I wonder how many Square Body Chevys found their way to a scrap yard because someone thought it would be a good idea to add a sunroof. Trust me its not and it never is. If your truck has a solid roof leave it alone.
As you should know by now, I bought the 1976 K10 to mildly restore and make a daily out of it. One big issue is the giant hole in the roof. I have three options as I see it.
Im not really one for naming cars or projects. I have the Black Vette, the Green Vette, the Camaro and so on. It just not my thing, but for some reason this truck is getting called Project Scrap Metal. Thats really what this truck is. The Chevy is too far gone to save but for some other reason, possibly related to why I want to name it, I am going to attempt to bring this truck back to life.
I started driving my V8 swapped Mazda around a little to break-in the engine and work out whatever little bugs it might have. I must say, I hate the location of the steering wheel. Its just to high for the seat position. I’m 5’10” and about 150 lbs …. so pretty skinny. I like my steering wheel down low. I don’t feel I should be looking over it.
My options to fix this seemed to be to find a tilt column for a B2200. Not sure if they even make one. I could raise the seat, I checked the head clearance and I have plenty. Except for the fact that I like the location of the dash. I can see fine, the wheel is just out of place. The last option I came up with was to lower the column.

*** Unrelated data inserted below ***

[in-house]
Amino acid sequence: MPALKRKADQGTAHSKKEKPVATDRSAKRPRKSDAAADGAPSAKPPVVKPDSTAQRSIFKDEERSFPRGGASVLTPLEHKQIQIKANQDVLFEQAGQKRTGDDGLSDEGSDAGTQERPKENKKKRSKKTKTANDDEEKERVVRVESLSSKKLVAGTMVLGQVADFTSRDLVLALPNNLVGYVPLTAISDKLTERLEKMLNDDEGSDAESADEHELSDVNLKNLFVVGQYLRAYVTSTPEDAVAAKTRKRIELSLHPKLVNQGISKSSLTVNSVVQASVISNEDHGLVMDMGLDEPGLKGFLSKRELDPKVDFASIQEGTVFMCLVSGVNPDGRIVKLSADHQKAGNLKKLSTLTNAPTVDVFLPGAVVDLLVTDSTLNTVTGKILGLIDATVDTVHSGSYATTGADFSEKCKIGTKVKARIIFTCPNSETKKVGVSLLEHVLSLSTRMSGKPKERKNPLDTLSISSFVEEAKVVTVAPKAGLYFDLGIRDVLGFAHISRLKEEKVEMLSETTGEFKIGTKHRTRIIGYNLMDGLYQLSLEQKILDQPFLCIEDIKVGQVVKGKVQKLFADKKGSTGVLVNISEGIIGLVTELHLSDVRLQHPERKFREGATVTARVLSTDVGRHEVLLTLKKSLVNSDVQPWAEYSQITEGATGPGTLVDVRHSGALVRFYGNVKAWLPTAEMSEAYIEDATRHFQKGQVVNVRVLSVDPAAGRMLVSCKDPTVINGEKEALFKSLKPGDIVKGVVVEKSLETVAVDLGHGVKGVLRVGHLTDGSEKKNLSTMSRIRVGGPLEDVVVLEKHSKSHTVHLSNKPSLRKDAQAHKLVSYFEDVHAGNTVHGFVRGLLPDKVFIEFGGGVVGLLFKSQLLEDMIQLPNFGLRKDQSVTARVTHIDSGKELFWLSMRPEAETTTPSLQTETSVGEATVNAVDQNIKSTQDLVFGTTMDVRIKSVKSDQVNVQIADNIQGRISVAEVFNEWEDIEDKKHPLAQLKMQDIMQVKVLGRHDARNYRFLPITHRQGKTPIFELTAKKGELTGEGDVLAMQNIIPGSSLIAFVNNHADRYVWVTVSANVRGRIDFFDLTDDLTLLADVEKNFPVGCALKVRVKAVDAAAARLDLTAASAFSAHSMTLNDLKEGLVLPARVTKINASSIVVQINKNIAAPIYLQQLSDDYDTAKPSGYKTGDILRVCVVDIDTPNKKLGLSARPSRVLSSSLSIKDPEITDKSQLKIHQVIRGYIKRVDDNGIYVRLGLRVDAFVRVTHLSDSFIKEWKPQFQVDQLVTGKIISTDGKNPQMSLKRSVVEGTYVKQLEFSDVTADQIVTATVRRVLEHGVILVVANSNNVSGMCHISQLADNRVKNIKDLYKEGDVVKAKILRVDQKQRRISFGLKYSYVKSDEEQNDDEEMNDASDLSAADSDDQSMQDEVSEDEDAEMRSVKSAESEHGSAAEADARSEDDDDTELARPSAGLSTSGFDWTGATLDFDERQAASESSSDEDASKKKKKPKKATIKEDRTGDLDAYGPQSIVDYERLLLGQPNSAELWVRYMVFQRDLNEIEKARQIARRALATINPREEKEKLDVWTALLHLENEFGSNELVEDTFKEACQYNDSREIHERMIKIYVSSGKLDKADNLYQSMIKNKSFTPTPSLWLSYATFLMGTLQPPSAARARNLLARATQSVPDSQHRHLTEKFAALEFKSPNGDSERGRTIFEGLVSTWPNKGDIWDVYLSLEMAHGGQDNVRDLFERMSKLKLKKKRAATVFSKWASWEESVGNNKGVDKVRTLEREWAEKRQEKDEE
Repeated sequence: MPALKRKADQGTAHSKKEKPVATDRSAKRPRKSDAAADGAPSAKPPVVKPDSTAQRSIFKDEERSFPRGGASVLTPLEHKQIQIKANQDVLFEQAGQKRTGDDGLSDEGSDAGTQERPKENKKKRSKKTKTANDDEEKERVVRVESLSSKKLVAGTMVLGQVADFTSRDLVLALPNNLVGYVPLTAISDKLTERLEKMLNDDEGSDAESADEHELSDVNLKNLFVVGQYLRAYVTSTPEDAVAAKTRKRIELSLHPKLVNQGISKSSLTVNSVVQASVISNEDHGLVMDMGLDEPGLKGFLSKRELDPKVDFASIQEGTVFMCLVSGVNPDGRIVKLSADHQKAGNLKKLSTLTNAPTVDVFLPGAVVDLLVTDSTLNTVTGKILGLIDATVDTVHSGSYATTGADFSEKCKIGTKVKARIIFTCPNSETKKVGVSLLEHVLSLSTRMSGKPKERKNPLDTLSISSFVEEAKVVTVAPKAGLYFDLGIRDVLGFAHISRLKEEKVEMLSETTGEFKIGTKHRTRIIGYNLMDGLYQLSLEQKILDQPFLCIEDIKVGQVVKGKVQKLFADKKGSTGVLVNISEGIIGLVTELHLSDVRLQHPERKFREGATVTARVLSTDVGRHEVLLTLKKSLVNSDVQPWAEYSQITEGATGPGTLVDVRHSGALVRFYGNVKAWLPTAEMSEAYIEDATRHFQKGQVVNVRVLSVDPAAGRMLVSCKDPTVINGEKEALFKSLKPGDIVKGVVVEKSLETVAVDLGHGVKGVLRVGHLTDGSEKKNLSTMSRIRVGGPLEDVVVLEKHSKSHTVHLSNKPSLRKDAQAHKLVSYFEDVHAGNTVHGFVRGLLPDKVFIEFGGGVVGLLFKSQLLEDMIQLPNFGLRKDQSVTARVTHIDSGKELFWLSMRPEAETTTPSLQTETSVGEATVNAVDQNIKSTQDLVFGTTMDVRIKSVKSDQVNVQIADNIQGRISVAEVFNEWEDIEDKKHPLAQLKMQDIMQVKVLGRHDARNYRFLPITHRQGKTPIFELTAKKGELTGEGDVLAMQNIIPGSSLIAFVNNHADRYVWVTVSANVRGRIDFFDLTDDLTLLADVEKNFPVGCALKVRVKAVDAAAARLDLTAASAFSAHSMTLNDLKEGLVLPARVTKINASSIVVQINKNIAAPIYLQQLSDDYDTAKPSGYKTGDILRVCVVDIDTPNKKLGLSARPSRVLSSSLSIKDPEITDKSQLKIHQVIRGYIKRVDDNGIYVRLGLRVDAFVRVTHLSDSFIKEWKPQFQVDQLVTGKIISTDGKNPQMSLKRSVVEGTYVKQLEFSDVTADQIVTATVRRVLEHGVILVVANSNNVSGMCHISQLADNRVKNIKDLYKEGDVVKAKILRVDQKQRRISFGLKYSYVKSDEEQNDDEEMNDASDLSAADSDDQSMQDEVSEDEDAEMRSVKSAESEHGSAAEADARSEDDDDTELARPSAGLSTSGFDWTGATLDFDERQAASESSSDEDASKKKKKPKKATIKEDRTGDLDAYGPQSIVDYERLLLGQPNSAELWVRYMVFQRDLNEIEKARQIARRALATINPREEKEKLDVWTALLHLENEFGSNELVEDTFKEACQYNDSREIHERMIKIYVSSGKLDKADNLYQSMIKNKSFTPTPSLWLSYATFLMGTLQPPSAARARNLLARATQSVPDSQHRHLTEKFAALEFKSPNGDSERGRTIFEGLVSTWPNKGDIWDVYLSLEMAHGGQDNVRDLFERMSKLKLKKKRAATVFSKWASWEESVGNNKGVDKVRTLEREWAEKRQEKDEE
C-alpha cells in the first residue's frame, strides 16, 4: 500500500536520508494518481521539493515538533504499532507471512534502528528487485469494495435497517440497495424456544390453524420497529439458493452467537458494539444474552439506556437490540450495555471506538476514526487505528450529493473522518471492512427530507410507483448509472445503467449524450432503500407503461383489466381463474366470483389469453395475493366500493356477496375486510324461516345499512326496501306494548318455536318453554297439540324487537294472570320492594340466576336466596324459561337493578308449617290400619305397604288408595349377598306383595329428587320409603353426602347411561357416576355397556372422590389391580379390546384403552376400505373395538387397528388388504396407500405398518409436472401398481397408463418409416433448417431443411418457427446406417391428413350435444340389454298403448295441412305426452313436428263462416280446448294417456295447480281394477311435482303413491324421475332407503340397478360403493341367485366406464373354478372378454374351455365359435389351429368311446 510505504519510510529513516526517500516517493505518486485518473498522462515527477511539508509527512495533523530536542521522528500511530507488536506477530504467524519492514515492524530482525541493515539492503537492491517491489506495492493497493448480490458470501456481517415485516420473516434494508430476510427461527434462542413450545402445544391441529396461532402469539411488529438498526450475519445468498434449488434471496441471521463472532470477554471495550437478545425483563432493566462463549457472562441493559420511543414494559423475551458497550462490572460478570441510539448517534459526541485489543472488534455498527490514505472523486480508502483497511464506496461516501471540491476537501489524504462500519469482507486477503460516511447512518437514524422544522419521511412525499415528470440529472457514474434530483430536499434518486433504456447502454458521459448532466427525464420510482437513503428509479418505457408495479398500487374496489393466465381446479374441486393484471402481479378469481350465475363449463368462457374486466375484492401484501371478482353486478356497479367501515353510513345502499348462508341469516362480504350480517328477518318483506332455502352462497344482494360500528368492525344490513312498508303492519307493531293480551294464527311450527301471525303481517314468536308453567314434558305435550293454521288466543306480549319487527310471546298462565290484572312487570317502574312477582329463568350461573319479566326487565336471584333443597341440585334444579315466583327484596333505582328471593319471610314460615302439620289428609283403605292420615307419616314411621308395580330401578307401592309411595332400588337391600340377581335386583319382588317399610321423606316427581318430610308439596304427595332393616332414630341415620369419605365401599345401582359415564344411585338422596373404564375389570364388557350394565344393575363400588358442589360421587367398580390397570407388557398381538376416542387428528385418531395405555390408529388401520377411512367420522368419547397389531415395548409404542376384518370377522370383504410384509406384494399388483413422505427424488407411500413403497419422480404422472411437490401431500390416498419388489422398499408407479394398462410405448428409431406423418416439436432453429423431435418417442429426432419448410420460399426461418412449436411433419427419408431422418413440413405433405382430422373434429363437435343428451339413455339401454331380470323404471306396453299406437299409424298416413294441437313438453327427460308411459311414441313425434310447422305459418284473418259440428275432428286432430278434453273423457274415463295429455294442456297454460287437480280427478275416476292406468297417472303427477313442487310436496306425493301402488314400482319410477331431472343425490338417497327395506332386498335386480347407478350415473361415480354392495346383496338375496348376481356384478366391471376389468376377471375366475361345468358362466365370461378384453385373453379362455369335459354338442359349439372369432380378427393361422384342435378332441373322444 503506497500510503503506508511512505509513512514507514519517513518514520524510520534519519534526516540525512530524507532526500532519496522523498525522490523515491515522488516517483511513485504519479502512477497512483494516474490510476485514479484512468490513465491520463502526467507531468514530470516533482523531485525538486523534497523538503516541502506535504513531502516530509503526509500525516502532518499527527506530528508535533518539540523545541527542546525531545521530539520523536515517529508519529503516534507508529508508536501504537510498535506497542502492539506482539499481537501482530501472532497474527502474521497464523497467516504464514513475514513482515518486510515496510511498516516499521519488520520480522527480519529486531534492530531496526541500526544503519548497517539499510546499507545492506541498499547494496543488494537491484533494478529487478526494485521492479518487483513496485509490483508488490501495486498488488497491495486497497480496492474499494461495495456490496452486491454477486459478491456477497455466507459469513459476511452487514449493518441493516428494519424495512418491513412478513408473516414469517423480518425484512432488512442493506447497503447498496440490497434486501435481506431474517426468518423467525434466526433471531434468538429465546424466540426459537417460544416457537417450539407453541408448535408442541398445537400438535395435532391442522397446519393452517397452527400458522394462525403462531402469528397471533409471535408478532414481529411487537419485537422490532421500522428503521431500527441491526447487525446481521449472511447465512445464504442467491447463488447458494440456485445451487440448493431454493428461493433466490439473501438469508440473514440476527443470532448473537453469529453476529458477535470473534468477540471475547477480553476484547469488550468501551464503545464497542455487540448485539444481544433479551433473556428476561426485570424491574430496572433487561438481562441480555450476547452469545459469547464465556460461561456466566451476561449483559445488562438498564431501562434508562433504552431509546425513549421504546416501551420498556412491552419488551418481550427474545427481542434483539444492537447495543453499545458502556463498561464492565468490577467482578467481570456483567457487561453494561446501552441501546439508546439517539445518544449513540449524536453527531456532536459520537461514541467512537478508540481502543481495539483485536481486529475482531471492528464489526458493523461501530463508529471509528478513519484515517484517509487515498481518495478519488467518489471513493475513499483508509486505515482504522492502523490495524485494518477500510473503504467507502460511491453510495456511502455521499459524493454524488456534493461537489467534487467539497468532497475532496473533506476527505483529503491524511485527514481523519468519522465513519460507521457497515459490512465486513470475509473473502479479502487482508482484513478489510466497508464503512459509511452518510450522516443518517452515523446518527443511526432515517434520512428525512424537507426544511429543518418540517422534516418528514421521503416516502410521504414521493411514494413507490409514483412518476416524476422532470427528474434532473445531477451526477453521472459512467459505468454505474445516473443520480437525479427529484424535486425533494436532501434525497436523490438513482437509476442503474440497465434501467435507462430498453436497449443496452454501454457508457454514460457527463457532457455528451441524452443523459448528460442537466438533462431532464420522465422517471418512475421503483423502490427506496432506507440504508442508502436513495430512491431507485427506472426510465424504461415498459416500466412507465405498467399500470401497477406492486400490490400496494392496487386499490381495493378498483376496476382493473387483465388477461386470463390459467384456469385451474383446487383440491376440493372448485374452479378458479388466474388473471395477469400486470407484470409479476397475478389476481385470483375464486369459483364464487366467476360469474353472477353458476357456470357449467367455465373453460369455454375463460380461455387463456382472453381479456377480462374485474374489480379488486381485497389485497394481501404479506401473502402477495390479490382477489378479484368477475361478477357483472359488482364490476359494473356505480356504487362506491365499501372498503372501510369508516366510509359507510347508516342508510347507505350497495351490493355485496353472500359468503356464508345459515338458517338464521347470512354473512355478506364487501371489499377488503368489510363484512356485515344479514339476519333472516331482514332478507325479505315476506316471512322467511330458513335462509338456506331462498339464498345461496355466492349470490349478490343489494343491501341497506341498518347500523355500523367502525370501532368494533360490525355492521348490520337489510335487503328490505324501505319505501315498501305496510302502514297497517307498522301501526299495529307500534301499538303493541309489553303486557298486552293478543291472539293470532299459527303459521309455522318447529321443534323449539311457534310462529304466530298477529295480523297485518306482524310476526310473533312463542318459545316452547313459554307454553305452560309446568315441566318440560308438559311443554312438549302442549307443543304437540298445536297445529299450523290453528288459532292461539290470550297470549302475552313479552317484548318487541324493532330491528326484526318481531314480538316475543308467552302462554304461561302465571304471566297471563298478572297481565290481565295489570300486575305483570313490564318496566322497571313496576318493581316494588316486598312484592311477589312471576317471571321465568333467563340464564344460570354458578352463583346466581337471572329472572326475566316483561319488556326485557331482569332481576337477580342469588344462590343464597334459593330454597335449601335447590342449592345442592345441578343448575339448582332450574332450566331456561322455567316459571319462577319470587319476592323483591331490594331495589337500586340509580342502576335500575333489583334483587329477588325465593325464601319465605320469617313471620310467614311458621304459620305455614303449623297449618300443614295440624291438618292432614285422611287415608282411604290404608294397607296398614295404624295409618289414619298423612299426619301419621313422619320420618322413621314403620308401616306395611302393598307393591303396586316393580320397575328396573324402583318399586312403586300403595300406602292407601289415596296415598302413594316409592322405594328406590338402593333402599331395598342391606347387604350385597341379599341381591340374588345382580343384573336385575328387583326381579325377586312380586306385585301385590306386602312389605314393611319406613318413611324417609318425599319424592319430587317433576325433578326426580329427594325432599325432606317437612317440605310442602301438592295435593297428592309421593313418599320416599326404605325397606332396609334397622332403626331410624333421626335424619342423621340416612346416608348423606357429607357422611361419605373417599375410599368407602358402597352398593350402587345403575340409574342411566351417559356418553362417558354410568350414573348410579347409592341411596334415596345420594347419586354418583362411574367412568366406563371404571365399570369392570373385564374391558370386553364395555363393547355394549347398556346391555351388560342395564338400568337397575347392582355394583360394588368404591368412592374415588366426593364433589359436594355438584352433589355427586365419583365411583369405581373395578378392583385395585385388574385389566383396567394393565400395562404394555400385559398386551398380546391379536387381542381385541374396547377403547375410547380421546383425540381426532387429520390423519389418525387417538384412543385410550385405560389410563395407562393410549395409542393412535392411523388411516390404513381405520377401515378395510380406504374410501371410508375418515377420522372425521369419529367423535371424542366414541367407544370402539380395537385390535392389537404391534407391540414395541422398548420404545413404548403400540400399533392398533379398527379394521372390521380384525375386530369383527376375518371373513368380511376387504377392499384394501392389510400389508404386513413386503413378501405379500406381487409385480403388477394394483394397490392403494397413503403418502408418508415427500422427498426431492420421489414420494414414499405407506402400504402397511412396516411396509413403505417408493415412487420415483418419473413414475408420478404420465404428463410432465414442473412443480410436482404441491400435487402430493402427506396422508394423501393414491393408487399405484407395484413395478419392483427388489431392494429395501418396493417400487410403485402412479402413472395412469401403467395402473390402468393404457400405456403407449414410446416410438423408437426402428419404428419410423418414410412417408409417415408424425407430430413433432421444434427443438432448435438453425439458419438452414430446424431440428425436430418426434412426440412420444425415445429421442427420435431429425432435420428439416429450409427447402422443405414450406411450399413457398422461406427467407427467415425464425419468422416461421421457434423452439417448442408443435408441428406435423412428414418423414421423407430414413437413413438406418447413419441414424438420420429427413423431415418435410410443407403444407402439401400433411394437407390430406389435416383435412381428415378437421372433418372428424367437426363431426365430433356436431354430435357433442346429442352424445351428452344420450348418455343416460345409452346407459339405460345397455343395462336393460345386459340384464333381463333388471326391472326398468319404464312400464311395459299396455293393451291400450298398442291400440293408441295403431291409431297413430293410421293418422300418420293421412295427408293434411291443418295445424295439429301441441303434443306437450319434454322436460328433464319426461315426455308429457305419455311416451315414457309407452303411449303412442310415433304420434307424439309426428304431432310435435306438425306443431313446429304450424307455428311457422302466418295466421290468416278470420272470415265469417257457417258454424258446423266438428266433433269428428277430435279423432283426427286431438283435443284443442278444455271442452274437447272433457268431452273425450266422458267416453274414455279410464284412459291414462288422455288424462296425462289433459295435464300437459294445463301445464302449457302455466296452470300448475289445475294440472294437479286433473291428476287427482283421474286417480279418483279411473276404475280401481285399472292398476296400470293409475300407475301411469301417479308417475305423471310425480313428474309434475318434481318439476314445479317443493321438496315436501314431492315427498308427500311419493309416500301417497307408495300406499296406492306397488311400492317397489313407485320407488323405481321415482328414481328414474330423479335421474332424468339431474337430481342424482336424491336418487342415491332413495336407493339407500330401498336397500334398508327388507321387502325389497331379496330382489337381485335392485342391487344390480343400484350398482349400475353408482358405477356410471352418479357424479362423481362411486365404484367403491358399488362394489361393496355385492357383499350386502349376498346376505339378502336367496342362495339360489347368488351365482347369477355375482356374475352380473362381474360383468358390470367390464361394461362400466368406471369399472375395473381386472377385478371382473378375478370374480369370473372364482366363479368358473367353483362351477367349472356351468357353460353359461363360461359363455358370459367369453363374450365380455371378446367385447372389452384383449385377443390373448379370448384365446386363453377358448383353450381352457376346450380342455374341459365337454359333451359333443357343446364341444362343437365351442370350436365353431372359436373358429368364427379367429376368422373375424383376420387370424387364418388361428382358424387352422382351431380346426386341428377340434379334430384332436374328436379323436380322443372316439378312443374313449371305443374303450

When you drop a truck 6″ you can expect the factory shocks not to work. I know, I know there are a few lucky guys who say there factory shocks work just fine compressed 6 or more inches, but I have never been that lucky. The new Monroe shocks blew out within a few miles. Not like it mattered, they were bottomed out anyway.
Typically it takes a while to figure out the best shocks for your application. Thankfully, now a days we have the internet and in this case a Mazda Facebook Group. I simply posted a question asking what shocks would fit in the rear. The common answer was VW Bug air shocks.
It seems most Mazda have broken antennas and that just didn’t work for me or my mini. If you have every replaced an antenna, you know they attach from the under side of the fender. My plan was to unbolt the side of the fender and try to pull it out enough to get to the antenna. This actually worked, but I noticed there were only two bolts left holding it on.
Might as well take it all the way off since its still kinda in the way.
After I figured out the factory block was junk it was time to get it out of there.
Got the Block out and … a little while later, I had the tranny out as well. I then borrowed a bare block, head and manifolds for the mock up process. Since so little was online about this swap, I thought it was best to make sure it would all fit before I was to committed to swapping in a SBC. It’s also easier to work with.
I found this little Mazda on Facebook. Its been living on a farm, working way to hard. He gave up his heart to that farm. I believe he has always really wanted to be a Minitruck.
Well… I thought it would be best to really inspect his heart and decided if it could be saved. Turns out that was a waste of time for this little guy. He worked so hard he lost the number 3 piston. Wasn’t anything left of it. The connecting rod was found behind the exhaust manifold outside the engine block.
All new brake parts arrived so I am making progress on that. Nothing special. 80’s Camaro’s had much better brakes then a 46 truck so stock was plenty of an upgrade. New rotors, new calipers, new drums, new bearings, and new wheel cylinders.
Electrical is about done, need to finish headlights and tail lights when they are installed.
After searching for about a year I found this gem in New Mexico for $1200. Its a 1946 Chevrolet half ton pick up. For some reason I love the front end on these and have been wanting to build one that laid running boards.